Astronomers have observed multiple stars orbiting one another before. These systems — named for the number of stars in orbit — can also include one or more neutron stars. Like other multi-star systems, orbiting neutron stars may eventually collide with one another, unleashing massive gravity waves. Astronomers call this event a “kilonova” because they are up to 1,000 times brighter than a standard supernova. 

IN 2017, astrophysicists detected gravitational waves from one of these kilonovas. The waves were strong enough to ripple throughout the universe. Astronomers still aren’t sure what happens to neutron stars once they collide, though it’s theorized that they combine into a supermassive magnetar. They know that these collisions are a necessary tool for creating life in the universe — or at least the building blocks required for life to emerge.

A Source for Heavy Elements

Life-generating elements aren’t the only things unleashed by these massive interstellar collisions. Many of the heavy elements we use here on Earth — such as gold and platinum — are generated when two neutron stars collide. 

Some researchers suspect that all the gold and platinum we have here on Earth — and possibly all the gold and platinum in the universe — could result from these kilonovas. 

Confirming General Relativity 

Among his many predictions, Albert Einstein theorized that gravitation waves would also travel at the speed of light. Until recently, we didn’t have a way to confirm that theory, leading to the practice of modified gravity. Physicists would use different speeds for gravitational waves in their calculations.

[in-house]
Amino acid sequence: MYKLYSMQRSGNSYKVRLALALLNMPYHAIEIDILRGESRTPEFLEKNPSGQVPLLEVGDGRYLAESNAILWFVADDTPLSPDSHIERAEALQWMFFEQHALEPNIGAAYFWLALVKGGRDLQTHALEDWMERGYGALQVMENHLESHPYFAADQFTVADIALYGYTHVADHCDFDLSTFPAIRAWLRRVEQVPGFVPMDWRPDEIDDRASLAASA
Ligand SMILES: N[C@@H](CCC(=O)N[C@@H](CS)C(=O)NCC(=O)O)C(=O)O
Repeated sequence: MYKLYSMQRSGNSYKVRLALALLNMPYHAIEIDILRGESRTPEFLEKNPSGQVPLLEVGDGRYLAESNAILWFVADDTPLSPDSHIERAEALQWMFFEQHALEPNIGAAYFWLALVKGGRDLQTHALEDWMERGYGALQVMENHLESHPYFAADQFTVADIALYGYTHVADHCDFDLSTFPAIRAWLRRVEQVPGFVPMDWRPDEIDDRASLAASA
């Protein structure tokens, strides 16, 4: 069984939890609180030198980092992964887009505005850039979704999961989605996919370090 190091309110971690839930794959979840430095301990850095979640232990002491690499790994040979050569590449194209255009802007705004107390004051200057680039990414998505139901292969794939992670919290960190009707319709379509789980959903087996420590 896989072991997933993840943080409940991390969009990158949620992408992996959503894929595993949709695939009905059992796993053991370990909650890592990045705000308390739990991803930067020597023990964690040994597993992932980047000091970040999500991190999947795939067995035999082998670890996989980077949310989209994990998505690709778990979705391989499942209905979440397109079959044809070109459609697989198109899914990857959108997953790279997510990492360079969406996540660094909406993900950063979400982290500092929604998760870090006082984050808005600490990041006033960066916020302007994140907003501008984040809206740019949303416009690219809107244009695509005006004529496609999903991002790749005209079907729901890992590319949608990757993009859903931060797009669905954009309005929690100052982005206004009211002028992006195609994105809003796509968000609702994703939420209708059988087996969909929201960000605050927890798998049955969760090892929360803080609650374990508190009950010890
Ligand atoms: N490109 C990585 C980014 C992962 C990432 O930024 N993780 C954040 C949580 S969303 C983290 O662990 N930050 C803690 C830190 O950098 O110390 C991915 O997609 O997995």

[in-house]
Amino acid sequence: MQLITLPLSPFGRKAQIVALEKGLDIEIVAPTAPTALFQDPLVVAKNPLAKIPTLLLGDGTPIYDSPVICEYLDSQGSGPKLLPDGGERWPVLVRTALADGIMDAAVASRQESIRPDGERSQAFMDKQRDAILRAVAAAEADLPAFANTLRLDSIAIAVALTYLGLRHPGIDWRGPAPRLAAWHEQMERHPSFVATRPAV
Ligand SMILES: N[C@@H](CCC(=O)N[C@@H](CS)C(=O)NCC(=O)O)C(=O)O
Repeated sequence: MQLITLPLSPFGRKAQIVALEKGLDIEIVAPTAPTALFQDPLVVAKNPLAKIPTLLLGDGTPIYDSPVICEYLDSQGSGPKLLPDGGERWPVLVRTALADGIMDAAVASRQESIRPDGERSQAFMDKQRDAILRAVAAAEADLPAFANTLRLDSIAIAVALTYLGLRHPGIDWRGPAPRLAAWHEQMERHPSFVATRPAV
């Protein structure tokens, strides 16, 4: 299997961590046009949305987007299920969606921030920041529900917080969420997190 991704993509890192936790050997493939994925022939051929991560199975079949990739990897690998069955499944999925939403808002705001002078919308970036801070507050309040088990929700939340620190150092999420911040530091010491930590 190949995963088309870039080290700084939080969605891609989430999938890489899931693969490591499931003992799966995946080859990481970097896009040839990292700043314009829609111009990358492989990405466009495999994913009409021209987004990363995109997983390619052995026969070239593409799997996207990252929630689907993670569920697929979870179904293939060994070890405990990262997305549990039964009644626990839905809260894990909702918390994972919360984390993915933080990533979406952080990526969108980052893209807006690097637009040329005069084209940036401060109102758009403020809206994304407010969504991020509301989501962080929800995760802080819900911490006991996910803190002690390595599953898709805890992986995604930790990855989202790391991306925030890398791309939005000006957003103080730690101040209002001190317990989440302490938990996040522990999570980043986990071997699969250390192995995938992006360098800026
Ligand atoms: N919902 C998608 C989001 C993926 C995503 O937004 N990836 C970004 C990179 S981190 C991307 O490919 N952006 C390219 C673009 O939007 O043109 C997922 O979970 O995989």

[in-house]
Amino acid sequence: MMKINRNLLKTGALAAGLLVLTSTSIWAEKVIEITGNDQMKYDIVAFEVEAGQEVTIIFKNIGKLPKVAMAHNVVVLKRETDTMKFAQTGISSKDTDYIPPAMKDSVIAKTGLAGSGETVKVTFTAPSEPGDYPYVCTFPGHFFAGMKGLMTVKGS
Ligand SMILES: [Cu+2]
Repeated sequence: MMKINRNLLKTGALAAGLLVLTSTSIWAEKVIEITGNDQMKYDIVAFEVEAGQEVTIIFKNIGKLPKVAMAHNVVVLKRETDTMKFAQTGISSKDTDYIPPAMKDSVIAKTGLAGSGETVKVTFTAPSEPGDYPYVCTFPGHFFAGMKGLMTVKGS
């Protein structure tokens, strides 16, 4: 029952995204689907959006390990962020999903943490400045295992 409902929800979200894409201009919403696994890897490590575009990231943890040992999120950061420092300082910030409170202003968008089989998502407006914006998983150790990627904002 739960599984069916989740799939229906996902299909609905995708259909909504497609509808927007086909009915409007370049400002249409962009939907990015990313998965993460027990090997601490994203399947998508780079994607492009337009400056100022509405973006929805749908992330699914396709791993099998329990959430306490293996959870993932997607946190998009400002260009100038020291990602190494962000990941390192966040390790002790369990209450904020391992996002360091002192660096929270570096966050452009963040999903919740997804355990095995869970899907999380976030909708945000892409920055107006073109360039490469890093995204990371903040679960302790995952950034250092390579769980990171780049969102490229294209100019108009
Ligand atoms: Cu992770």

When we detected the gravitational waves from the 2017 kilonova, the light and gravity waves from this event arrived within 1.7 seconds of each other. This discovery effectively confirmed Einstein’s theory of general relativity and destroyed the practice of modified gravity in one fell swoop. 

We’re Still Learning Facts About Neutron Stars

The human race is still very young in our understanding of the universe. We’re not infants anymore. More like toddlers — exploring everything and putting everything in our mouths as we try to make sense of the world around us. No, that is not an invitation to stick your head out of an airlock to lick a meteorite or find out what space smells like. We’re still learning, and there is still so much to learn. The facts about neutron stars that we understand today differ from the facts we understood before the 2017 kilonova. What is your favorite fact about neutron stars?

Revolutionized is reader-supported. When you buy through links on our site, we may earn an affiliate commision. Learn more here.


Emily Newton

Emily Newton is a technology and industrial journalist and the Editor in Chief of Revolutionized. She manages the sites publishing schedule, SEO optimization and content strategy. Emily enjoys writing and researching articles about how technology is changing every industry. When she isn't working, Emily enjoys playing video games or curling up with a good book.

Leave a Comment

This site uses Akismet to reduce spam. Learn how your comment data is processed.

Recent Articles

Share This Story

Join our newsletter!

More Like This